Aparna Bhattacharyya is the Executive Director of Raksha, Inc.
- Posted byon May 13, 2013 at 10:16 AM EDT
Pramila Jayapal is being honored as a Champion of Change for her efforts as an AAPI Women leader.
I’m a proud immigrant from India. My parents used their last savings to send me here for college when I was 16 because they wanted me to have the best education possible. Now, a mother myself, I know what an enormous sacrifice it was to send a child so far away, knowing they would probably never return back. Through my years of work with immigrants from all over the world, I’ve witnessed even greater sacrifices from so many who came to America seeking safety, stability and economic opportunity.
For the past 23 years, I’ve been inspired by countless people on the ground who demonstrated tremendous resilience and courage as they struggled to make ends meet. I began my social justice career in international public health, running a $6 million loan fund for critical health projects. I had the opportunity, too, to spend two years living in villages and small towns across India understanding problems and solutions that came from the ground. Then, September 11, 2001 happened. I started OneAmerica—originally called Hate Free Zone Campaign of Washington—as a response to the hate crimes and backlash against Arabs, Muslims and South Asians immediately after 9/11. What started as simply protecting people against hate crimes turned quickly into much more—working to defend our civil liberties and rights for all immigrant communities.
We realized quickly how critical federal immigration policy reform was to our democracy and our members. In 2003, through the Immigrant Worker Freedom Ride, we began working on immigration reform and never stopped. We built political power for immigrants in our state, registering and mobilizing to the polls tens of thousands of New Americans. We organized in different ethnic communities and advocated for better policies. We worked with media to improve the narrative around immigrants and immigration. Together, with partners, allies and members, we built OneAmerica from a fledgling effort into the largest immigrant advocacy organization in Washington and a strong national force for justice.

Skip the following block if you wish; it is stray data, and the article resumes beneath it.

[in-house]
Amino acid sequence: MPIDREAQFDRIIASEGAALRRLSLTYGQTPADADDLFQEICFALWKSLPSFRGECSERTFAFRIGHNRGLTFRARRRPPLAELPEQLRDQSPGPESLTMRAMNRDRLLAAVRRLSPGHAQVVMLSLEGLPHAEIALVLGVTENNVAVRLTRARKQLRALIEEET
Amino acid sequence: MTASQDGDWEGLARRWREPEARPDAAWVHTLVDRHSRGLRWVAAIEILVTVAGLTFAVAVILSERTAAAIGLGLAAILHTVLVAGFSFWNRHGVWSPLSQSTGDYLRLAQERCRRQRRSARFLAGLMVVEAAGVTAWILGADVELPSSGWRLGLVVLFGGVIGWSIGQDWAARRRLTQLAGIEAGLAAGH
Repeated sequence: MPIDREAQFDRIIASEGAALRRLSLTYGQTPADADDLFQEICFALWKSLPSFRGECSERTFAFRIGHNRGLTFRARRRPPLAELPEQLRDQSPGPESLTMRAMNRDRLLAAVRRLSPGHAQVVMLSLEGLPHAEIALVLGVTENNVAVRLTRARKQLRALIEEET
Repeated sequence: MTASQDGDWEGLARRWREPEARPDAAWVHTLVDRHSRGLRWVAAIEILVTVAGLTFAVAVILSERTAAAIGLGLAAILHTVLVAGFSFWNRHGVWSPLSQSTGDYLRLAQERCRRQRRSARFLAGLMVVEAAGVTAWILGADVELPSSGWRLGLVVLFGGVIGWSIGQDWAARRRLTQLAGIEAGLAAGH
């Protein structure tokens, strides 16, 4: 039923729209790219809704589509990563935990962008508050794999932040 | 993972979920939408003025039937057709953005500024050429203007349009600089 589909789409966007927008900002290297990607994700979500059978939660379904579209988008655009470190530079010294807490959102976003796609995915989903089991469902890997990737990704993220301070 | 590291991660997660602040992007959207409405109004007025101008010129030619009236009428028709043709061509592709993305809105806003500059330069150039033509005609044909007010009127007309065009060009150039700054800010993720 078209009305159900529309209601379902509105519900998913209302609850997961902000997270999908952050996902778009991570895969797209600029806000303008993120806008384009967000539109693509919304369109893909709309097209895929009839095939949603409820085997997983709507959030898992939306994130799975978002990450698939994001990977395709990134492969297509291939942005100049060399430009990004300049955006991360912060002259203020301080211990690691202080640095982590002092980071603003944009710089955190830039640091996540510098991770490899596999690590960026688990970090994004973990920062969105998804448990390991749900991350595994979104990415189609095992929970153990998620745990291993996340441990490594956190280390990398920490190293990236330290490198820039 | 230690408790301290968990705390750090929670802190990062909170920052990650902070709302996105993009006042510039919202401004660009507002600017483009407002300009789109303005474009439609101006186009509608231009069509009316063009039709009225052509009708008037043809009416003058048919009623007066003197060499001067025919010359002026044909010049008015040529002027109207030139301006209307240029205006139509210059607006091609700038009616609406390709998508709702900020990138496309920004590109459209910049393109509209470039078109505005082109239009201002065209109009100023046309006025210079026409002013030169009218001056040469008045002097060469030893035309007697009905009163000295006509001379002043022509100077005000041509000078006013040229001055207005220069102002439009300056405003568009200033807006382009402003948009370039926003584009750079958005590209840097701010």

Today, as a Distinguished Taconic Fellow at the Center for Community Change, I have a remarkable opportunity to work at the national level on the most important questions of our time: passing immigration reform but also how to navigate our rapidly changing demographics with grace, and how to build an economy that works for everyone, including people of color, women and the most vulnerable. As Co-Chair of the We Belong Together, we’ve also focused on engaging ordinary women and Congress members in advocating for immigration reform that treats women fairly. 75% of immigrants to America are women and children, but past proposals for reform have failed to recognize the contributions and the priorities of women. We’re making sure that won’t happen this time, galvanizing a vibrant effort to bring women’s voices forward in the current legislative process.
It’s been an honor to spend my life working with remarkable immigrants who gave everything to come here. These men and women work every day to pick the fruit and vegetables that we eat, take care of our children and our aging relatives, staff our emergency rooms, start small businesses, contribute vibrancy to our culture, and carry out the many tasks that our economy needs.
Our country is strongest when our movement for justice is strongest. I’ll continue to dedicate my life to reaching for our nation’s beautiful founding ideals: that America is born of hope, possibility and justice, where each one of us has the choice, the opportunity and the responsibility to contribute our full selves to this beautiful place we call home. Together—as One America.
Pramila Jayapal is the founder of OneAmerica and currently a Distinguished Taconic Fellow at Center for Community Change and Distinguished Fellow at the University of Washington Law School.
- Posted byon May 13, 2013 at 9:55 AM EDT
Van Ton-Quinlivan is being honored as a Champion of Change for her efforts as an AAPI Women leader.
I immigrated to the United States with my family at the age of six from the Vietnam war. My journey shares the same national fabric many refer to as the American Dream. And, as I recollect what enabled me to attain my current standing and level of achievement, credit goes to my schooling and education for opening key doors that enabled me my future. This acknowledgment is the core reason why I now work with great passion to answer President Obama’s call to close the skills gap between what employers want and those that American workers have.
I am the vice chancellor of workforce and economic development of California's system of 112 community colleges and our 2.4 million students. In this role, I work to transform the country's largest higher education system through my leadership focus on Doing What MATTERS for Jobs and Economy. My work emphasizes stackable credentials in sectors important to California’s regional economies. I work to unify once siloed policies so that students can find themselves more successful as they enter and stay in the workforce. By closing the skills gap, community colleges play a vital role in enabling the American Dream.